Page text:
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Elliott Automation was an early computer company of the 1950s–60s in the United Kingdom, tracing its descent from a firm of instrument makers Elliott Bros founded in London around 1800. The research laboratories, based at Borehamwood, were originally set up in 1946. The first Elliott 152 computer appeared in 1950.
The well-known computer scientist, Sir Tony Hoare was an employee from August 1960 for 8 years during which time he wrote an ALGOL 60 compiler for the Elliott 803. He also worked on an operating system Elliott 503 Mark II for the computer, although this was less successful and abandoned along with "over thirty man-years of programming effort."
John Lansdown pioneered the use of computers as an aid to planning; making perspective drawings on an Elliott 803 computer in 1963, modeling a building's lifts and services, plotting the annual fall of daylight across its site, as well as authoring his own computer aided design applications.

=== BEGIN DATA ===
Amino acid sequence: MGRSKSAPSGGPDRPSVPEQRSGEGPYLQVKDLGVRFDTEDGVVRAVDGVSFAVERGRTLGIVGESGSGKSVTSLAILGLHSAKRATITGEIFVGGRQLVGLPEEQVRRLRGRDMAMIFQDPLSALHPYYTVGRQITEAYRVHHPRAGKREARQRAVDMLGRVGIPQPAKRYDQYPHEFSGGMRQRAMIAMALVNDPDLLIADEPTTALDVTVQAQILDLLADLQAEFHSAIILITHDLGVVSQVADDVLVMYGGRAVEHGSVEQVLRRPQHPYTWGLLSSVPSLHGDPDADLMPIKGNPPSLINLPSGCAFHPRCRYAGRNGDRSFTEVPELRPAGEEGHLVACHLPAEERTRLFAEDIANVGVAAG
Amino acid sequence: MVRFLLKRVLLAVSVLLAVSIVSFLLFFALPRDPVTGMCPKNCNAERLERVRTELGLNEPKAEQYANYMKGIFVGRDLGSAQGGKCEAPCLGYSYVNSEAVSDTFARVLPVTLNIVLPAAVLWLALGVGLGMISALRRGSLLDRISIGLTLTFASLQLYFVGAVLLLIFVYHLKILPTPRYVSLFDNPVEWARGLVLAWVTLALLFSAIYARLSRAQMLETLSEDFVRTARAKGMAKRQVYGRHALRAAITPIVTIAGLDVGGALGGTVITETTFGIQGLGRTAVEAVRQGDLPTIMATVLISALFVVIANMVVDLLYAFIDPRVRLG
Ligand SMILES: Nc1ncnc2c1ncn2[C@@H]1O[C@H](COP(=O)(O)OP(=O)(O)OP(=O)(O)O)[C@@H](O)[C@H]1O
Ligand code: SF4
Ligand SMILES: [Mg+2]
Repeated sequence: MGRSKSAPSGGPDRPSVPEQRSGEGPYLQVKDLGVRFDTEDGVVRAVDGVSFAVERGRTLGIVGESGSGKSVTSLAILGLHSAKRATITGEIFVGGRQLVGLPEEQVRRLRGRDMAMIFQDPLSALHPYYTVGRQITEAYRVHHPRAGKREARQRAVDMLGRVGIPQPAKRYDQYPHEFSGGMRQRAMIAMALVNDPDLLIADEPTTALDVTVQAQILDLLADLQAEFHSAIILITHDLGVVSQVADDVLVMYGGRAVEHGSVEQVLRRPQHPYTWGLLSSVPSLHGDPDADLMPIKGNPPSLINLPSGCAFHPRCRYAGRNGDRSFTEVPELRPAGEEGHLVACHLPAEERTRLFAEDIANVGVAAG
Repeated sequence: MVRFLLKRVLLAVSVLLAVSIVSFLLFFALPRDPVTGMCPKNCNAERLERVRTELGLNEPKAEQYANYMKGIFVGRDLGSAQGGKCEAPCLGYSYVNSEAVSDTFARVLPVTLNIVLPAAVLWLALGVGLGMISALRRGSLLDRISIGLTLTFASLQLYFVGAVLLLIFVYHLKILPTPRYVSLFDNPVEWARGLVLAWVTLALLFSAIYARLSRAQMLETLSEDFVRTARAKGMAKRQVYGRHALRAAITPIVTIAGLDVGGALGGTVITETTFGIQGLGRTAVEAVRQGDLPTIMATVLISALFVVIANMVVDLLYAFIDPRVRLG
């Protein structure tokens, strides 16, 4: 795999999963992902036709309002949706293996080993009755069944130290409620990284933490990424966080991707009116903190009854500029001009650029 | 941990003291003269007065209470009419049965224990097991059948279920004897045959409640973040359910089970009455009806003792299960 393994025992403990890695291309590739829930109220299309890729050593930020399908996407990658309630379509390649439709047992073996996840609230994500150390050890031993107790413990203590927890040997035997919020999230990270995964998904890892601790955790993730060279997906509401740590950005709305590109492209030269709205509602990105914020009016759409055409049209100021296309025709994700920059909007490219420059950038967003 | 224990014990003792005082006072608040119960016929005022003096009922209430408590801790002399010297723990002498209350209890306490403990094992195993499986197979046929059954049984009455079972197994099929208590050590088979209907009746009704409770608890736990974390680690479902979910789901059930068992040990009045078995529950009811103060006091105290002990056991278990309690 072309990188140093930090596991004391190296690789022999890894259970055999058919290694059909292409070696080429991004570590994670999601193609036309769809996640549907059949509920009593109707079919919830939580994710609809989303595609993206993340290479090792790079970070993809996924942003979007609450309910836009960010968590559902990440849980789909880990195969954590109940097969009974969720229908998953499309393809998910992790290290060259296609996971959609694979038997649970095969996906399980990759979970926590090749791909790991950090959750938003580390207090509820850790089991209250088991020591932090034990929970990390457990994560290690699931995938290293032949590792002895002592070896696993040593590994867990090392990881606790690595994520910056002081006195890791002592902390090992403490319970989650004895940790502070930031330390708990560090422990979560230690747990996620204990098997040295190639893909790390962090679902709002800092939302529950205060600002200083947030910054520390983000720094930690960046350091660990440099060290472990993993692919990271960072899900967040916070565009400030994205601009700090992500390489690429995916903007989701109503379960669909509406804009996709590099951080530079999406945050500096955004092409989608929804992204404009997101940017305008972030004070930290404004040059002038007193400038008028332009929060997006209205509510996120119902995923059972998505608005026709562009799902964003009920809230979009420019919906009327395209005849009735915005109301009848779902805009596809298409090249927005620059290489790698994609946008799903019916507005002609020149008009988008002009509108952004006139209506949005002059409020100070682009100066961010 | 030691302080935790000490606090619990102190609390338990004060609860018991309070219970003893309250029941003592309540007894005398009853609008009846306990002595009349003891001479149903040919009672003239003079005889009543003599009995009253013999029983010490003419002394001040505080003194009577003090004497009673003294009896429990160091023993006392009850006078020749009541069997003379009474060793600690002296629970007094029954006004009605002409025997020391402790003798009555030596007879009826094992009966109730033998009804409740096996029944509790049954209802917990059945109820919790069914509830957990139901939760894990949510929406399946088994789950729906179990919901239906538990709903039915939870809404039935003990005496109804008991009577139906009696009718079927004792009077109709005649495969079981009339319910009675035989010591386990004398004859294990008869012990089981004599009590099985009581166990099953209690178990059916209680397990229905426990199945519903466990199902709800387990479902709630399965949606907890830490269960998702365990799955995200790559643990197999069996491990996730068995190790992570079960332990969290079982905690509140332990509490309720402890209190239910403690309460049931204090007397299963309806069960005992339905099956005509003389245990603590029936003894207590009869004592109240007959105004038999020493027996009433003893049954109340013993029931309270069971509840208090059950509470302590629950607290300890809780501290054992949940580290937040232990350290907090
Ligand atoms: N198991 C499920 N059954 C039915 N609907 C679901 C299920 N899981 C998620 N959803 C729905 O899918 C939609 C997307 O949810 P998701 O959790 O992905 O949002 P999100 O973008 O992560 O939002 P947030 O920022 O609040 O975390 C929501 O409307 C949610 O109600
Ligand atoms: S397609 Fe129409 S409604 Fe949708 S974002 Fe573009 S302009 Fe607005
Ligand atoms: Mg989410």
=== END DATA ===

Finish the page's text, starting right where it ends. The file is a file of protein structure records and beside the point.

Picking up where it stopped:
Elliott Automation merged with the English Electric Co. Shortly afterwards this was then taken over by International Computers and Tabulators (ICT); this marriage was forced by the British Government, who believed that the U.K. required a strong national computer company. The combined company was called International Computers Ltd. (ICL). Sometime later, ICL was acquired by GEC.